The relevance of early life and psychodynamic ideas in transpersonal integrative psychotherapy?

the journey in transpersonal integrative psychotherapy is to seek one’s essence, one’s real self

I often wonder if early life experiences are important in shaping adult character and whether unconscious communication such as transference and counter-transference is integral to transpersonal integrative psychotherapy.  Perhaps transpersonal integrative psychotherapy presupposes psychoanalysis or, rather, include it as a first and necessary stage in helping us to name what is going on in the therapeutic relationship.

Whilst unconscious communication is important in psychotherapy, is it that we need to go further than psychoanalysis to understand the client?  Yes, we all have early life issues and we perhaps might have early life developmental ruptures, and thus an analysis of these issues can be a useful insight.  However, such analysis can ultimately limiting as the journey in transpersonal integrative psychotherapy is to seek one’s essence, one’s real self. Therefore, we need to understand the client in a more holistic manner, the assumption being that we are more than the sum total of our personal history whether in families, schooling or working situations.  The journey in therapy is to uncover our inherent soul nature, that which gets blocked through our lived experience, whilst we are struggling to build a healthy ego.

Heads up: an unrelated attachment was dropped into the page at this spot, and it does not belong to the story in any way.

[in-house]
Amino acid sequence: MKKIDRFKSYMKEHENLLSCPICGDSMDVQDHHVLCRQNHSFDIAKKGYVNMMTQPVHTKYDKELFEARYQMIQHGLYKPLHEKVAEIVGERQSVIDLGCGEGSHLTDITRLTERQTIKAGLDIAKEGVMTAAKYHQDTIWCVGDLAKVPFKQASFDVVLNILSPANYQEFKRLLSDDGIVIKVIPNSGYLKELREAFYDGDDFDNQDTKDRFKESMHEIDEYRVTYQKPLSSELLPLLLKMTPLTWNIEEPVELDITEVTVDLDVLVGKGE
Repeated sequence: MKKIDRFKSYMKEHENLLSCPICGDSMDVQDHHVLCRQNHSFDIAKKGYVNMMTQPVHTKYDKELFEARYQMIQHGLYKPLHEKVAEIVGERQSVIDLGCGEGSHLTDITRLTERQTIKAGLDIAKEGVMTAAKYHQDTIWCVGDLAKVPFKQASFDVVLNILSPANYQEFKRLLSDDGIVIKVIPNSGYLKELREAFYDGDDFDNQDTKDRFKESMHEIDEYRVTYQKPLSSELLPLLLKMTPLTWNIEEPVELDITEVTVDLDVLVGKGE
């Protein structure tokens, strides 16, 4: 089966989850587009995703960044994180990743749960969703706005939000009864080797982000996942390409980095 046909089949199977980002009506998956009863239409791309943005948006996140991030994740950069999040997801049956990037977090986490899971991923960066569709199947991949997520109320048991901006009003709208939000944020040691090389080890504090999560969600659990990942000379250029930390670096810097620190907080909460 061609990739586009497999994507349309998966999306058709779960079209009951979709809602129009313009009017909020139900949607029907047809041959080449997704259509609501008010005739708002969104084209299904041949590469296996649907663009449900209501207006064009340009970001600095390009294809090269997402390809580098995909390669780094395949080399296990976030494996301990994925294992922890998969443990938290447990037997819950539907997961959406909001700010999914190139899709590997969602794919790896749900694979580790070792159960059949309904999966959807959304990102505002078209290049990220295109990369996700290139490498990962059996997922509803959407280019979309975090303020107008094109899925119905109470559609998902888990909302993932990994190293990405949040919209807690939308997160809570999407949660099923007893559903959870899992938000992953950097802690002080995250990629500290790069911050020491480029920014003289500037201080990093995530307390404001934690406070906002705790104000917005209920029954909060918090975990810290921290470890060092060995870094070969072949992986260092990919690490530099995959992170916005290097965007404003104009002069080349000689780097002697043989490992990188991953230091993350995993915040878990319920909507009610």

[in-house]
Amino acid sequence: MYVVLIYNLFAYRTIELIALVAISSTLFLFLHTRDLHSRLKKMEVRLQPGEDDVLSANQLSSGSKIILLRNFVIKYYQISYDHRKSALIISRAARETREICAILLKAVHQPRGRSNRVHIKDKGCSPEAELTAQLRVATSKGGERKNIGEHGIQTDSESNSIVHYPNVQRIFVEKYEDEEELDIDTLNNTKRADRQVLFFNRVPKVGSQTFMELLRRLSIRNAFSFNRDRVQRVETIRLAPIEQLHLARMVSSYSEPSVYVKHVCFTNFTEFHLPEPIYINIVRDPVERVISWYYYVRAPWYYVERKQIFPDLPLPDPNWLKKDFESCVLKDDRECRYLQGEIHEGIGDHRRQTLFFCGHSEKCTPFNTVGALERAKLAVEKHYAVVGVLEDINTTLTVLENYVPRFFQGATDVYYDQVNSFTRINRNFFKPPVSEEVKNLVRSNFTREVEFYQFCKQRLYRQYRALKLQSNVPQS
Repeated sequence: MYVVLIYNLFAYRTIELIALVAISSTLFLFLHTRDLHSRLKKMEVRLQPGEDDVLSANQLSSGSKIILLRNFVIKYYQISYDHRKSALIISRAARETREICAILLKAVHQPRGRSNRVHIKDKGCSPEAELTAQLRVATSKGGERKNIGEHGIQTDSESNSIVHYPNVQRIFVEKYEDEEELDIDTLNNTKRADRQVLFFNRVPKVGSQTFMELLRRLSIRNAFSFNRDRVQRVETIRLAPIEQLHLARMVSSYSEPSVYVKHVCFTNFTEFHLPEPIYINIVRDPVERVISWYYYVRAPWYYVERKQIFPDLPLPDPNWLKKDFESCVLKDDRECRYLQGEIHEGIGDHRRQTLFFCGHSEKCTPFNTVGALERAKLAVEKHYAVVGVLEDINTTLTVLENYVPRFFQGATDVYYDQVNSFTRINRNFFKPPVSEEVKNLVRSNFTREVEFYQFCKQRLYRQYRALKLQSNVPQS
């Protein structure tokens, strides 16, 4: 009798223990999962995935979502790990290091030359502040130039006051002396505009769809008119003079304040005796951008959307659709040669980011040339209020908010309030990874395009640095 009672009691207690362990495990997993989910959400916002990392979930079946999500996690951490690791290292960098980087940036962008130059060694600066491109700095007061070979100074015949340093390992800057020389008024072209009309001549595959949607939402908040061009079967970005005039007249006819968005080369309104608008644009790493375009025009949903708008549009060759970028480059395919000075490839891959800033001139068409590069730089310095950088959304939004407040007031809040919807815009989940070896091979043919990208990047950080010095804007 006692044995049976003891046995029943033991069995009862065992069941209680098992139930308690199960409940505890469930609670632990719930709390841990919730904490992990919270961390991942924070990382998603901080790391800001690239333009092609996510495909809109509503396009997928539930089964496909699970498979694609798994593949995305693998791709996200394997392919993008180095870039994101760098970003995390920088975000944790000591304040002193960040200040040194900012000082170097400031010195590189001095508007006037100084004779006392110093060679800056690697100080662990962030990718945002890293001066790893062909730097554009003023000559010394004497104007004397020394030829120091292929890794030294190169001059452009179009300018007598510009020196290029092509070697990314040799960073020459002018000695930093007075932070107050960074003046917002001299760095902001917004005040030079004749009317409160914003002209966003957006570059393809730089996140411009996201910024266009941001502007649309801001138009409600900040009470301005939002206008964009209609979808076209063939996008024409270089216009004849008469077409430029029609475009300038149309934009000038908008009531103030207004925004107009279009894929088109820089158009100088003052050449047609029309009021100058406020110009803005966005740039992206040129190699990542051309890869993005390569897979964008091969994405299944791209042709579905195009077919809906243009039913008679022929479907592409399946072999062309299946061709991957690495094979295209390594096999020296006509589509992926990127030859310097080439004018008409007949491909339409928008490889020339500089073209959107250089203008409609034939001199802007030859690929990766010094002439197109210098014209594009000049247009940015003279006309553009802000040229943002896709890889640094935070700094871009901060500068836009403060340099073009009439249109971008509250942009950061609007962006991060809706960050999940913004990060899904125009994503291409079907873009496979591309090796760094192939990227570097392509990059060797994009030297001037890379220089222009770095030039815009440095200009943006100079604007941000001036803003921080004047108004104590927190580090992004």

I believe that early life experiences are indeed important in shaping adult character and that non-verbal and unconscious communication such as transference and counter-transference is integral to transpersonal integrative psychotherapy. I accept that transpersonal integrative psychotherapy presupposes psychoanalysis or, rather, include it as a first and necessary stage in helping us to name what is going on in the therapeutic relationship. However, I believe that we need to go further than psychoanalysis to understand the client. Indeed, we all have early life issues and we perhaps might have early life developmental ruptures, and thus an analysis of these issues can be a useful insight. The nigredo stage is necessary in the alchemical journey or we risk a spiritual bypass.

Psychodynamic therapy can, however, be limiting as the journey in transpersonal integrative psychotherapy is to seek one’s essence, one’s true self. Therefore, I believe that we need to understand the client in a more holistic manner, the assumption being that we are more than the sum total of our personal history of being in families, schooling or working situations and of being in our various relationships. To this end, we need to uncover soul qualities in our search for our true selves.

Ultimately, I agree with Jacobs when he says that in psychotherapy clients make theory rather than theory making therapy. I need, therefore, to remain open-minded and use early life theory as a map which might be helpful in the navigation rather than as a set of rules. Pattern recognition is essential to good therapy. The primary difference between talking to our friends or Aunt Dorris is that counsellors are trained to look for patterns.

Resources

Transpersonal interventions
Explanation of therapeutic approaches
Transpersonal techniques
Transpersonal psychology

 

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